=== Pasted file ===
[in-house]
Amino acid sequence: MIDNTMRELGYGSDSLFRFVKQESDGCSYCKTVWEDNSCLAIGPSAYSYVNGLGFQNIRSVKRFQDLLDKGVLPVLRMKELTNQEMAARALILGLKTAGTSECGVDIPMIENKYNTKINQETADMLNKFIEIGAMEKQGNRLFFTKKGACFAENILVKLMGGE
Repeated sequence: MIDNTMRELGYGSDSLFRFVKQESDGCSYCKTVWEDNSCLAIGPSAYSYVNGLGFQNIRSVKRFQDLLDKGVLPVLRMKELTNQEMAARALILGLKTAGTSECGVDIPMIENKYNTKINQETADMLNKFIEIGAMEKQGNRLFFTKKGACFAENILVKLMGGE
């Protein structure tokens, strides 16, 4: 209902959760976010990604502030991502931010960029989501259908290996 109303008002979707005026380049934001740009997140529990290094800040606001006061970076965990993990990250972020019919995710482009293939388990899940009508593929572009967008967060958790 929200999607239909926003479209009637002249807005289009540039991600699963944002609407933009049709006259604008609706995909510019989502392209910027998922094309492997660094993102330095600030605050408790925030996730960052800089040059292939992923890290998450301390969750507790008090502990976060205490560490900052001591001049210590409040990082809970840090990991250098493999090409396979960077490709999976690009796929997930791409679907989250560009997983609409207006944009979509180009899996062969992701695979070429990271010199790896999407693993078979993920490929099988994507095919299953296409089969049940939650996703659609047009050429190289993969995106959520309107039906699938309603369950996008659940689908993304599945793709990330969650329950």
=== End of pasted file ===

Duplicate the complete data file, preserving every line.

[in-house]
Amino acid sequence: MIDNTMRELGYGSDSLFRFVKQESDGCSYCKTVWEDNSCLAIGPSAYSYVNGLGFQNIRSVKRFQDLLDKGVLPVLRMKELTNQEMAARALILGLKTAGTSECGVDIPMIENKYNTKINQETADMLNKFIEIGAMEKQGNRLFFTKKGACFAENILVKLMGGE
Repeated sequence: MIDNTMRELGYGSDSLFRFVKQESDGCSYCKTVWEDNSCLAIGPSAYSYVNGLGFQNIRSVKRFQDLLDKGVLPVLRMKELTNQEMAARALILGLKTAGTSECGVDIPMIENKYNTKINQETADMLNKFIEIGAMEKQGNRLFFTKKGACFAENILVKLMGGE
């Protein structure tokens, strides 16, 4: 209902959760976010990604502030991502931010960029989501259908290996 109303008002979707005026380049934001740009997140529990290094800040606001006061970076965990993990990250972020019919995710482009293939388990899940009508593929572009967008967060958790 929200999607239909926003479209009637002249807005289009540039991600699963944002609407933009049709006259604008609706995909510019989502392209910027998922094309492997660094993102330095600030605050408790925030996730960052800089040059292939992923890290998450301390969750507790008090502990976060205490560490900052001591001049210590409040990082809970840090990991250098493999090409396979960077490709999976690009796929997930791409679907989250560009997983609409207006944009979509180009899996062969992701695979070429990271010199790896999407693993078979993920490929099988994507095919299953296409089969049940939650996703659609047009050429190289993969995106959520309107039906699938309603369950996008659940689908993304599945793709990330969650329950």